Some children and young people will have access to video chat and tools like Makaton to communicate. Ask questions about how they are and how life at home is like. Ask open-ended questions like, “tell me about your day”, “what are some good things that have happened today”, “tell me about some sad things that have happened this week” and “what’s life at home like”.


When talking to parents and carers, ask after the children and how they’re being cared for, whether they’re receiving the support, medication and provisions they need.


Supporting babies, toddlers and younger children

Very young children are particularly vulnerable as they’re unable to share how they’re feeling and are less likely to have access to other adults they can confide in. Ask after them in your calls to parents and carers to see how they’re being cared for and whether they’re receiving the support they need. Ask specific questions, like “what did you and baby do in the morning.”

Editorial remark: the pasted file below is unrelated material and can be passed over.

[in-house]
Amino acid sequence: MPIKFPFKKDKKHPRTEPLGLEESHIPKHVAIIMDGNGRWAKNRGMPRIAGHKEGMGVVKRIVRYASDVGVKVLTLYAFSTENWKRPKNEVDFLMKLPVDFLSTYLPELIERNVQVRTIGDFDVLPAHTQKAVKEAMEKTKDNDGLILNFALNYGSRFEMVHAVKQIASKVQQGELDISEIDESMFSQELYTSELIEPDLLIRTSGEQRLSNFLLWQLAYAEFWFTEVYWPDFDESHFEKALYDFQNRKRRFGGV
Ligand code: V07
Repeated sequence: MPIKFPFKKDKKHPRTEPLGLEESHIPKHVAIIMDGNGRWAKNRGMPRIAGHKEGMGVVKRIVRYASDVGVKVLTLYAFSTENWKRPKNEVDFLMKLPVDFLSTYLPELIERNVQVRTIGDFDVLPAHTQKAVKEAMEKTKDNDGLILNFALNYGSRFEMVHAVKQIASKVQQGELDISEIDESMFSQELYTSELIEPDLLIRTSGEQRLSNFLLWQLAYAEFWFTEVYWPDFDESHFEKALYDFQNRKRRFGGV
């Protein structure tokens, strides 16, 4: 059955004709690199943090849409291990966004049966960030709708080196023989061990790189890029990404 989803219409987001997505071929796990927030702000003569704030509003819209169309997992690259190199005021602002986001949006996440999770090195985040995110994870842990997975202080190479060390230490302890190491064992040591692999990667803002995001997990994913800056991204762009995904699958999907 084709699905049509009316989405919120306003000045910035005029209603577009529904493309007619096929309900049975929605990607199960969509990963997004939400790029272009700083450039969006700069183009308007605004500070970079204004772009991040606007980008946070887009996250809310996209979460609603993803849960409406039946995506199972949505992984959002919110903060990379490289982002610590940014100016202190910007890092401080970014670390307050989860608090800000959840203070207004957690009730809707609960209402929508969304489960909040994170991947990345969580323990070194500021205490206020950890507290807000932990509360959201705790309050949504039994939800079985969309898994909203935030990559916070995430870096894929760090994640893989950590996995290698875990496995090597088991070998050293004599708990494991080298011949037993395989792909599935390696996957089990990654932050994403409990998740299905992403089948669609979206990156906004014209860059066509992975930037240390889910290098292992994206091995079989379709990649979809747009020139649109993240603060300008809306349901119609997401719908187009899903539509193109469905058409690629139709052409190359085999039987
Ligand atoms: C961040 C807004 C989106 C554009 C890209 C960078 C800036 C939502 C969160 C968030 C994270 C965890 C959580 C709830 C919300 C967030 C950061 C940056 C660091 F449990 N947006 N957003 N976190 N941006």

Support for children and young people

Our counsellors are available to talk to children online or over the phone between 9am and midnight.

The Childline website is also available 24 hours a day. Whatever a child is going through, Childline is here to help.


Support for adults

If you’re worried about a child, even if you’re unsure, you can speak to us about your concerns. Whether you want to report child abuse and neglect or aren’t sure what to do, we’re here to listen, offer advice and support and can take the next steps if a child’s in danger.


Our telephone lines are open Monday to Friday 8am – 10pm and 9am – 6pm at the weekend. You can contact us online 24 hours a day, 365 days a year.

CALL 0808 800 5000